In the City’s Image: City Slogans and Mottos

To help guide my blog for the next month or so while I gear up for exam season, I’ve decided to start a little series of smaller blog posts which will discuss the images of cities around the world. Lots of pieces fit together like a puzzle to create a city’s image, and I want to examine certain aspects of this kind of puzzle and comment on some examples from around the world. This time I will be discussing city mottos; be ready to read about city flags, demonyms, and landmarks later on, too.

I want to start this one off by asking a question. What do you think of something when it is described as ‘technically beautiful?’ Something that would come to my mind is maybe a piece of art that is technically done very well in its composition and creation, but it just doesn’t sit with me very well. So, it could be argued as technically beautiful, but the personal connection to it just isn’t there for me. Something that you may not think of when you hear this term is Ottawa, Ontario; I bring that up because ‘technically beautiful’ was actually Ottawa’s slogan in 2001, believe it or not. If you cringed at that, then you would agree that slogans have an impact on the creation (or ruin) of a city’s image.

In order for a slogan or motto to effectively market a city, the use of language must be perfectly accurate. (Keep in mind that typically a motto is an historically created name, thus usually isn’t there to market the city but provide a small description of it. Slogans are much more of the marketing material.) Obviously, the word ‘technically’ was not the best choice for Ottawa. Though it may have been somewhat true to a lot of people that Ottawa is technical beautiful, the word ‘technically’ has widely understood connotations which change its meaning to something more sarcastic. A more definite word choice would have possibly been ‘absolutely beautiful’ or ‘almighty beautiful’ where there is no (or at least very little) room for interpretation.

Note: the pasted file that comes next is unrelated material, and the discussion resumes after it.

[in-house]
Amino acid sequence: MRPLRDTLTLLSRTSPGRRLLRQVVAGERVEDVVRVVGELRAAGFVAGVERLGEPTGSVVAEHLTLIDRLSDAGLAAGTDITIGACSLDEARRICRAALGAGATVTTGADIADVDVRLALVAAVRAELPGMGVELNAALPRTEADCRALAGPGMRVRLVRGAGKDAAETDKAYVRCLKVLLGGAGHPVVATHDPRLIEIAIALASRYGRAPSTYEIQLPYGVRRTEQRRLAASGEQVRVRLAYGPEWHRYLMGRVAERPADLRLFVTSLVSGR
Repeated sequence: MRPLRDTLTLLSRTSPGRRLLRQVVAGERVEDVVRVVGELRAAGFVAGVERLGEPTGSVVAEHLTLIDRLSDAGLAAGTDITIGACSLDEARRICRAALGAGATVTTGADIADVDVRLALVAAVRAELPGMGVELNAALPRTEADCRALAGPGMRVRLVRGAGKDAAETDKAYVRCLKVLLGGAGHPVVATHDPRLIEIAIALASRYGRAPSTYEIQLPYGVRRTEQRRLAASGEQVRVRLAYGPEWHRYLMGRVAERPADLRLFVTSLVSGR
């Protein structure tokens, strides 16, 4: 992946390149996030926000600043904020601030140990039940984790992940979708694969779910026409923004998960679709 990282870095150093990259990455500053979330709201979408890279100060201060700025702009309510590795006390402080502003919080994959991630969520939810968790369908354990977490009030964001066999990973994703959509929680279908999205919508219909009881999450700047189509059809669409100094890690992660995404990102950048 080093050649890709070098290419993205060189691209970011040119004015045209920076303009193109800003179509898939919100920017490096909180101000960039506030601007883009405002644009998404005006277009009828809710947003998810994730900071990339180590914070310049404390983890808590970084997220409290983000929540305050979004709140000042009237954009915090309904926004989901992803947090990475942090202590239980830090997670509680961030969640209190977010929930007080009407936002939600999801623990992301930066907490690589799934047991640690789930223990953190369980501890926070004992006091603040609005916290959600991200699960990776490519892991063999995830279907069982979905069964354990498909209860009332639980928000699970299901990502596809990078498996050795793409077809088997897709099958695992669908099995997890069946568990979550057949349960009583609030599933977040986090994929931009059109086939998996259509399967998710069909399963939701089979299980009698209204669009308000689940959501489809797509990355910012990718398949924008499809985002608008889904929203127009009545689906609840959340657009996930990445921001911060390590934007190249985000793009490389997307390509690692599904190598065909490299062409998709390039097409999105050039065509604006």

A slogan isn’t just a marketing tactic that appeals to a city’s beauty, though. While beauty is an excellent thing to market (because no one wants to travel to a city that is ugly), a lot of cities incorporate their main industries and histories in their slogans. For example, Kitchener’s motto is ‘prosperity through industry,’ reflecting on the industrious heritage that has contributed to its growth.

Regardless of what city’s merits contribute to its motto or slogan, a city’s slogan has a big effect on its tourism and image as far as it is marketed. Below I’ve included links if you’re curious to read some silly, odd, or brilliant city mottos:

National Post – Canada’s Best, Worst, and Most Confusing City Slogans

City Lab – [American] City Slogans

Wikipedia List of City Mottos

Some favourites from the Wikipedia list:
Karawang, Indonesia: ‘Struggle starting point.’ At least they’re honest.
Valletta, Malta: ‘The most humble city.’ Well, not really now.
Falkirk, Scotland: ‘Strike one, strike all – easier fight with the devil than the children of Falkirk.’ 100% badass motto.

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